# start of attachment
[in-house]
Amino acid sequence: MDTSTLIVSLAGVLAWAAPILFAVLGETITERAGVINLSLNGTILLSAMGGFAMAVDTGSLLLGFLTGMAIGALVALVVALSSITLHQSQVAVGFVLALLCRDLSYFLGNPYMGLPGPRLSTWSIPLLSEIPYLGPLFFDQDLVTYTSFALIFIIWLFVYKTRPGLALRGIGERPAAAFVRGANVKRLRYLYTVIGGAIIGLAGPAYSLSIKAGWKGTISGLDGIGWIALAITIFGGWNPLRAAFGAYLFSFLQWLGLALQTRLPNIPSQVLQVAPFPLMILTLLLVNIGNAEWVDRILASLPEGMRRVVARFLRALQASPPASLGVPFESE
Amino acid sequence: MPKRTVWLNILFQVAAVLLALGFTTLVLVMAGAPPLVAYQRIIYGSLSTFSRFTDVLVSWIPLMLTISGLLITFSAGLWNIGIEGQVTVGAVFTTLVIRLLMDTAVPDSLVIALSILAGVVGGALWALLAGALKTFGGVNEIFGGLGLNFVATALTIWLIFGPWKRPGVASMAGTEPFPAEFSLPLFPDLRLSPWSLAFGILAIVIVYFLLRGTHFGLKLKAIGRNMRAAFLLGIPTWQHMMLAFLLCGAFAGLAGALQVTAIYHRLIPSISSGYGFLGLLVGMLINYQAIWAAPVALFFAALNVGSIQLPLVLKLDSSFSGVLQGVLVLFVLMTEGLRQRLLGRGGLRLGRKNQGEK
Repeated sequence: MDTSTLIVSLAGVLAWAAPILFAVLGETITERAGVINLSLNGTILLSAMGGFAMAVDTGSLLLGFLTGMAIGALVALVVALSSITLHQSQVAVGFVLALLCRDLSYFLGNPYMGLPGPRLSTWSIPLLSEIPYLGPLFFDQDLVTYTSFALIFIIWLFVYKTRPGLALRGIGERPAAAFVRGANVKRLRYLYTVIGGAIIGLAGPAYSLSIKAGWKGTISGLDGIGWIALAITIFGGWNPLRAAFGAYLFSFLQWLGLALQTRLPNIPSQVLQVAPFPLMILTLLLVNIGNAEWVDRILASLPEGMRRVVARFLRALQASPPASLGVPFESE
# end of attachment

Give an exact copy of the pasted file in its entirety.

[in-house]
Amino acid sequence: MDTSTLIVSLAGVLAWAAPILFAVLGETITERAGVINLSLNGTILLSAMGGFAMAVDTGSLLLGFLTGMAIGALVALVVALSSITLHQSQVAVGFVLALLCRDLSYFLGNPYMGLPGPRLSTWSIPLLSEIPYLGPLFFDQDLVTYTSFALIFIIWLFVYKTRPGLALRGIGERPAAAFVRGANVKRLRYLYTVIGGAIIGLAGPAYSLSIKAGWKGTISGLDGIGWIALAITIFGGWNPLRAAFGAYLFSFLQWLGLALQTRLPNIPSQVLQVAPFPLMILTLLLVNIGNAEWVDRILASLPEGMRRVVARFLRALQASPPASLGVPFESE
Amino acid sequence: MPKRTVWLNILFQVAAVLLALGFTTLVLVMAGAPPLVAYQRIIYGSLSTFSRFTDVLVSWIPLMLTISGLLITFSAGLWNIGIEGQVTVGAVFTTLVIRLLMDTAVPDSLVIALSILAGVVGGALWALLAGALKTFGGVNEIFGGLGLNFVATALTIWLIFGPWKRPGVASMAGTEPFPAEFSLPLFPDLRLSPWSLAFGILAIVIVYFLLRGTHFGLKLKAIGRNMRAAFLLGIPTWQHMMLAFLLCGAFAGLAGALQVTAIYHRLIPSISSGYGFLGLLVGMLINYQAIWAAPVALFFAALNVGSIQLPLVLKLDSSFSGVLQGVLVLFVLMTEGLRQRLLGRGGLRLGRKNQGEK
Repeated sequence: MDTSTLIVSLAGVLAWAAPILFAVLGETITERAGVINLSLNGTILLSAMGGFAMAVDTGSLLLGFLTGMAIGALVALVVALSSITLHQSQVAVGFVLALLCRDLSYFLGNPYMGLPGPRLSTWSIPLLSEIPYLGPLFFDQDLVTYTSFALIFIIWLFVYKTRPGLALRGIGERPAAAFVRGANVKRLRYLYTVIGGAIIGLAGPAYSLSIKAGWKGTISGLDGIGWIALAITIFGGWNPLRAAFGAYLFSFLQWLGLALQTRLPNIPSQVLQVAPFPLMILTLLLVNIGNAEWVDRILASLPEGMRRVVARFLRALQASPPASLGVPFESE